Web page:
FFO: Little Mix, Dua Lipa


What? Waves

Where? Manchester

Why we love it? With every new release from this artist, they’re solidifying a vision of talent and uniqueness that exhumes from the speaker and ‘Waves‘ is no different, a fantastic showcase of beautiful melodies, strong vocal performance, and top-notch production.  (Lloyd Best)

FFO: Halsey, Baby Queen, Bea Miller

Who? Razkid

What? Where’s Razkid?

Where? Cardiff

Why we love it? Hard-hitting production with superb lyrical content that displays a next-level layer of wit and wordplay that bites with scathing results. The whole track speeds by like a train, decimating everything in its path but leaves a lasting stamp of identity to let you know Razkid was here.  (Lloyd Best)

FFO: Lady Leeshur, Skepta, JME

Who? Misty Coast

What? In a Million years

Where? Norway

What they say? “the song represents a recurring theme on the album, and it lingers in thoughts about whether we should choose to ignore the reality outside of what we experience as our world – or if we should dare to seek a larger, perhaps unpleasant truth.”

Why we love it? Soaring with bittersweet Kim Deal-esque melodies and exploding across the galaxy on chiming guitars and spiralling percussion. A slice of wondrous dream pop that speaks to our fears and unsettling inequalities and threats to our world, whilst being an insatiable singalong at the same time. Cracking! (Bill Cummings)

Who? Better Person

What? Close to You

Where? Berlin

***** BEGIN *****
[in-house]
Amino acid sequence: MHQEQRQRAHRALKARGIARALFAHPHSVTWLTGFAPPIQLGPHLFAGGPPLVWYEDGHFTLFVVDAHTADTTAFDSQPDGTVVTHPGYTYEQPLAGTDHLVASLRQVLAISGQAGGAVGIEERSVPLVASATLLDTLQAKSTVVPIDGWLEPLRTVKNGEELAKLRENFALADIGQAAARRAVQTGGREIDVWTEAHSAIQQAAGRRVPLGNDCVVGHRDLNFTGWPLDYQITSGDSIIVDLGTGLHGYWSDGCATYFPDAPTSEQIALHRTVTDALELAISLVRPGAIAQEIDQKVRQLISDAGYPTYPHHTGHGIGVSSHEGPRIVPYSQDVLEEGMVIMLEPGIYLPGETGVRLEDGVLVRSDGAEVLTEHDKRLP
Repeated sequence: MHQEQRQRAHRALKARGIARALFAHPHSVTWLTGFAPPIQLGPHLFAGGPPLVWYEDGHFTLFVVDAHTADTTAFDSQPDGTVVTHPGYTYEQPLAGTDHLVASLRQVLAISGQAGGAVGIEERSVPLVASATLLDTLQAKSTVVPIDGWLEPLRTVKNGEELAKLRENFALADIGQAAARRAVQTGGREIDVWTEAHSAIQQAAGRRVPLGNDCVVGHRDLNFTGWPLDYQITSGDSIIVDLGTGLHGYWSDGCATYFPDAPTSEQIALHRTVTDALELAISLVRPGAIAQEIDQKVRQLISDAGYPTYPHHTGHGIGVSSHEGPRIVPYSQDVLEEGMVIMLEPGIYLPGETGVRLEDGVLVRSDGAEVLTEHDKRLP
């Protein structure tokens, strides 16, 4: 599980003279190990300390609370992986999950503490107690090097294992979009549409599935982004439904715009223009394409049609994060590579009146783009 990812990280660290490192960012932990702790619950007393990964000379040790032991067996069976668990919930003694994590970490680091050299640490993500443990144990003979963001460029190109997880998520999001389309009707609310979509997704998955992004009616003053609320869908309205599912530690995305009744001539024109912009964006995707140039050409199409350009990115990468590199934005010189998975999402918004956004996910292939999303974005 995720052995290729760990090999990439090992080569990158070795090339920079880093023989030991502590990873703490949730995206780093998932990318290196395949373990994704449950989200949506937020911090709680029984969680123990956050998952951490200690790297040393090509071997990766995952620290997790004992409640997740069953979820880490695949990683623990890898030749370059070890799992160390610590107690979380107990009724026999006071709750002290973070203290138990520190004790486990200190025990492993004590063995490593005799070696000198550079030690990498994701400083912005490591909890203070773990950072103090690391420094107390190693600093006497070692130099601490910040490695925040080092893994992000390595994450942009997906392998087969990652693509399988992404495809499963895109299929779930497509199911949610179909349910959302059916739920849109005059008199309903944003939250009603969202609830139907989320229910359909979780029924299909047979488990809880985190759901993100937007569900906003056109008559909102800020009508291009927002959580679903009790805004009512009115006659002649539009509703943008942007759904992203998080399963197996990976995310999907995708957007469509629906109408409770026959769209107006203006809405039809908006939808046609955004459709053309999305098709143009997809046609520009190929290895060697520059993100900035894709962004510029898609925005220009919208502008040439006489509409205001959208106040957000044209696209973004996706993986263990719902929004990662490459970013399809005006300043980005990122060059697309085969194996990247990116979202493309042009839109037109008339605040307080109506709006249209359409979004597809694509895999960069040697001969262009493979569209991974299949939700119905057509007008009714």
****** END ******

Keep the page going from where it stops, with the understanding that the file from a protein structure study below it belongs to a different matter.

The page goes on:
What they say? While I was writing this song in Berlin, I started feeling tormented by never-ending obligations to go out and socialize every night. I would force myself out, get way too drunk and waste a lot of time talking to random people. What I was really longing for was a quieter night with someone I truly care about.”

“That sentiment feels quite funny now since both my partner and I got infected with Covid-19 back in March and haven’t been able to fully recover from it to this day. We’ve been stuck at home constantly feeling ill and exhausted. So now, ironically one of my biggest dreams is to be able to go out without worrying about my health! Listening to this track makes me look back at those party times with a nostalgic smile.

Why we love it? Elegant and resigned this shimmering slice of Sophostipop ripples with a need for space and isolation from the bustling Berlin nightlife. Which is ironic given we have been stuck in a lot lately. Sensitive and soulful vocals, and these enveloping sumptuously produced sounds are rippling with synths, glistening guitars and a strident beat. Gorgeous.  (Bill Cummings)

FFO: Blue Nile, Roxy Music, Sean Nicholas Savage, John Maus

God is in the TV is an online music and culture fanzine founded in Cardiff by the editor Bill Cummings in 2003. GIITTV Bill has developed the site with the aid of a team of sub-editors and writers from across Britain, covering a wide range of music from unsigned and independent artists to major releases.